IR35: the calm before the storm

The parliamentary recess felt like the calm before the storm in British politics. Not ‘calm’ by normal standards, of course, but for these troubled, uncharted waters we’ve sailed into. 

It’s not just the storm of the dreaded B-word I’m talking about either. When Parliament re-opens, we’ll be sailing back into many other squalls and tempests – not least the growing debate about the disastrous changes to IR35. 

At IPSE, we’ve been raising awareness about this hopelessly ill-considered change to self-employed tax law for years. It caused chaos with the changes in the public sector in 2017, and it will do even more damage in the private sector next year.  We envisage a lot more court cases adding to the uncertainty.

Just before recess, there was an important Westminster Hall debate on the changes, with MPs from across the parties voicing grave doubts. Well, I say all the parties but with one glaring omission: there were no Conservative MPs there apart from the Minister and his team giving the Government line. This is indicative of the Conservative Party at the moment: they have become so obsessed by Brexit that other vitally important issues are just being ignored. Their lack of support for small businesses and the self-employed all too clear.

It was certainly good to see Labour and SNP MPs fighting the contractors’ side, but it was frankly shocking that there were no Conservatives. The problem is clearly that they are not getting enough push-back from constituents on IR35 (unlike the Loan Charge, over which they are being inundated with letters). The issue is just far too technical for the majority of MPs who do not have an unusual interest in tax. As a result, without much parliamentary pressure, the Government is simply pushing ahead with its changes. Right now, we are calling on our members to help us ramp up the pressure by flooding MPs’ inboxes with emails.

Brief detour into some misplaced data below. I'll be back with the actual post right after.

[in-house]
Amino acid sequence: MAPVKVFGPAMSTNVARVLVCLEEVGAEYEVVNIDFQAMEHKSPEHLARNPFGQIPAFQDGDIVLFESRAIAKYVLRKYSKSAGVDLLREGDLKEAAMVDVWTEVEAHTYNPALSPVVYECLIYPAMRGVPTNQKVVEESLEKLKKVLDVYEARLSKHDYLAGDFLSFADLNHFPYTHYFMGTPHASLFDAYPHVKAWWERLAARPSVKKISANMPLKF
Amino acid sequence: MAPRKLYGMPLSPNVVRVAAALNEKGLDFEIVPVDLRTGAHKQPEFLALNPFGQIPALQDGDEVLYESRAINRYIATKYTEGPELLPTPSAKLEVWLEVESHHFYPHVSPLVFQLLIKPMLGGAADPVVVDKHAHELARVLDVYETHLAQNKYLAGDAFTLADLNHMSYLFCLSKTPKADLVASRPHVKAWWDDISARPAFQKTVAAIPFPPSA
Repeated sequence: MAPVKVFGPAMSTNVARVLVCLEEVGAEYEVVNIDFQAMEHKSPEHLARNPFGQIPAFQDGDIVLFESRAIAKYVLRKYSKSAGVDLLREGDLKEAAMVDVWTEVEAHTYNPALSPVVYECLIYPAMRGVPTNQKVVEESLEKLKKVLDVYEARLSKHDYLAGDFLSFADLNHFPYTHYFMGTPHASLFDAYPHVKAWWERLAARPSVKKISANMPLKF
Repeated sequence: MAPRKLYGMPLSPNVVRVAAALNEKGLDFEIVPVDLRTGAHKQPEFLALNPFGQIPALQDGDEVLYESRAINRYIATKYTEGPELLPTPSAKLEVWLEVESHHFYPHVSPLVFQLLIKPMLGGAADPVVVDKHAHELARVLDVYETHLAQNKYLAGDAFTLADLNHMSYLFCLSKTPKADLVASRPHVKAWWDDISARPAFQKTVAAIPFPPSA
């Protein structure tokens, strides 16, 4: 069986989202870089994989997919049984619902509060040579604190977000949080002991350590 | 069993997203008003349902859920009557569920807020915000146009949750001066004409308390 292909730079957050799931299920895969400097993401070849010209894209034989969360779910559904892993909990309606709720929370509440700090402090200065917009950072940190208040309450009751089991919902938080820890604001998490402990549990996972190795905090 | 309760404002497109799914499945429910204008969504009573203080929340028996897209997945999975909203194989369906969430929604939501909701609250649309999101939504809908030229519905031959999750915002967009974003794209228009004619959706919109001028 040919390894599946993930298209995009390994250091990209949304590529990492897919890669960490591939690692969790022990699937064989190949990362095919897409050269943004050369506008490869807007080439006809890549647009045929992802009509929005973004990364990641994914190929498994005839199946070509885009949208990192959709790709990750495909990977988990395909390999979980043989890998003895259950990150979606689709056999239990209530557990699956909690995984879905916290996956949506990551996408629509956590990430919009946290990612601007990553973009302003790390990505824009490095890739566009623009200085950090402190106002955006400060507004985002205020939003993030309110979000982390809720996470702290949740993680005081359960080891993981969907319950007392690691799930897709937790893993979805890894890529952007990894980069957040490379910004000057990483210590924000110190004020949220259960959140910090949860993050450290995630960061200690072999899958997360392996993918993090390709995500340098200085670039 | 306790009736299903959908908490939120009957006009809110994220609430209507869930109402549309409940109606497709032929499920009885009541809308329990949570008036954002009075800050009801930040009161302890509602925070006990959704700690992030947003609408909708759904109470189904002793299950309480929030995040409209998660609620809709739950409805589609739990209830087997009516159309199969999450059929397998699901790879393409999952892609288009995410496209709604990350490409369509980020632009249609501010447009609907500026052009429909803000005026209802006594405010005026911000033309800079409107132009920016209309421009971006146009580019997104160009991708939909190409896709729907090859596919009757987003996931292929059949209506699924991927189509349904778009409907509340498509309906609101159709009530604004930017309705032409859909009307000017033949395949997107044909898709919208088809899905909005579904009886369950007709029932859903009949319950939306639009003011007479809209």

We are also still waiting to hear what the Government plans to do with all its deliberations from the Taylor Review and its consultation on employment status. We believed it would lead to a bill in the Queen’s Speech, but that seems to have stalled because it was Mrs May’s baby and, of course, the question in Westminster now is not if but when Mrs May will leave. I dare say the electorate may well have a say in that with the local government elections and the now highly likely European elections in May.

With all this happening, the near future for the UK seems turbulent and uncertain. The governing party cannot steady the ship, so businesses of all sizes and trade organisations will have to plan carefully and be ready to pull together.

Meet the author

Simon McVicker

Director of Policy